- Packages installed by comps status (mandatory, default, optional): commented out line with prepended "-". Uncommenting it will exclude the package
- Packages selected although the comps status is not installed: just the package name. Commenting or deleting the entry will unselect the package
- Packages excluded as they would be installed by their comps status: "-" and package name. Commenting or removing this line would re-add the package to the group
A very small example group could look like this:
### Installed "mandatory" and "default" packages ### Uncomment to remove package #-foo #-bar ### Optional packages ### Comment to remove; uncomment to add
The UI for comps groups would pretty much look the same as right now. For standalone groups (and may be even comps groups) there'd be an interface to add new packages. Either by selecting packages from the global lis/tree and then press a "Add to group" button or with a drag and drop interface that shows the selected group content side by side to the available packages. This is left to the GUI designer.
An user created group would look very similar to an installed comps group except that it would not follow any external group. The idea is that users create groups for a given purpose. That way the groups can serve as documentation on what is installed and why. Typical groups could be a tool chain or devel packages for a project. Groups can and should overlap if necessary. So packages can be required from several groups.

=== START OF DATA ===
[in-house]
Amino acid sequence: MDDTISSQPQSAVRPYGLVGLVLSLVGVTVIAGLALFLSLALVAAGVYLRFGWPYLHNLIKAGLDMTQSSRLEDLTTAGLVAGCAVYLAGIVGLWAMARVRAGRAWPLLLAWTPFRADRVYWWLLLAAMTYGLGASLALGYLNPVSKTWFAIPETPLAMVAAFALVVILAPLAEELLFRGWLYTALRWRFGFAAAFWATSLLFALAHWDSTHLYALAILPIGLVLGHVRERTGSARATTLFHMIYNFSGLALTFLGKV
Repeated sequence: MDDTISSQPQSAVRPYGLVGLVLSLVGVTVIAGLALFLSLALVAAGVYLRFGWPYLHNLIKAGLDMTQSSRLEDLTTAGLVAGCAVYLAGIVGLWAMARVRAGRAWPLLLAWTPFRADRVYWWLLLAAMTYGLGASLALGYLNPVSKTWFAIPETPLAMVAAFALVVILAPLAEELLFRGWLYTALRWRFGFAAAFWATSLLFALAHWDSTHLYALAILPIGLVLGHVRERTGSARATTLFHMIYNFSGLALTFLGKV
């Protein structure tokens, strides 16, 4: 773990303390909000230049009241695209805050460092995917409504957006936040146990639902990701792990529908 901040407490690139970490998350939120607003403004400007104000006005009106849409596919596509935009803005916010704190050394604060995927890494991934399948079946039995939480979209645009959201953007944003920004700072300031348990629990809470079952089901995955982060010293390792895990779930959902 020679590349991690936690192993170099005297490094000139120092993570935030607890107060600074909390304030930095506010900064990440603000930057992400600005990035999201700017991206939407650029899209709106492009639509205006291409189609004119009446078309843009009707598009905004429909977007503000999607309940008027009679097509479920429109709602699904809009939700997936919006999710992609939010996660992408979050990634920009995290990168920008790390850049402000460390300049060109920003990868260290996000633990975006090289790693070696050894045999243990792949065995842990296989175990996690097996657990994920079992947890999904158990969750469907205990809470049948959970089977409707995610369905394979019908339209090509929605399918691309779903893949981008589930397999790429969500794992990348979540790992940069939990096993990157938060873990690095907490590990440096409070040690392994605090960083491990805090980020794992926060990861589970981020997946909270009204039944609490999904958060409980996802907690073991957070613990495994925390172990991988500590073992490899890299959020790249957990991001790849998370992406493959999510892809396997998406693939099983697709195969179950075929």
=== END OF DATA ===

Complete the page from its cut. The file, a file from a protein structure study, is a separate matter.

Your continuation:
So the operation of the package manager look very different from yum's:
- list [available]
- info GROUP
- give group details
- info PACKAGE
- show details for package
- if installed explain why the package is installed (member/dependency of group(s))
- install GROUP
- GROUP can either be a group name or a file
- if no cli param is given open an editor to select which optional packages to select and to add a comment
- cli switch allows installing the group immediately (selecting mandatory, default or optional packages)
- edit GROUP
- opens editor allowing adding and removing packages (optional and arbitrary) or modifying the comment(s)
- afterwards packages are added and removed to keep the system in sync with the group
- there are sub command to alter the group from the cmd line
- new GROUP [OTHERGROUP, ...]
- create new group with the given name
- opens editor if details are not given at the cmd line
- can use other groups as template
- remove GROUP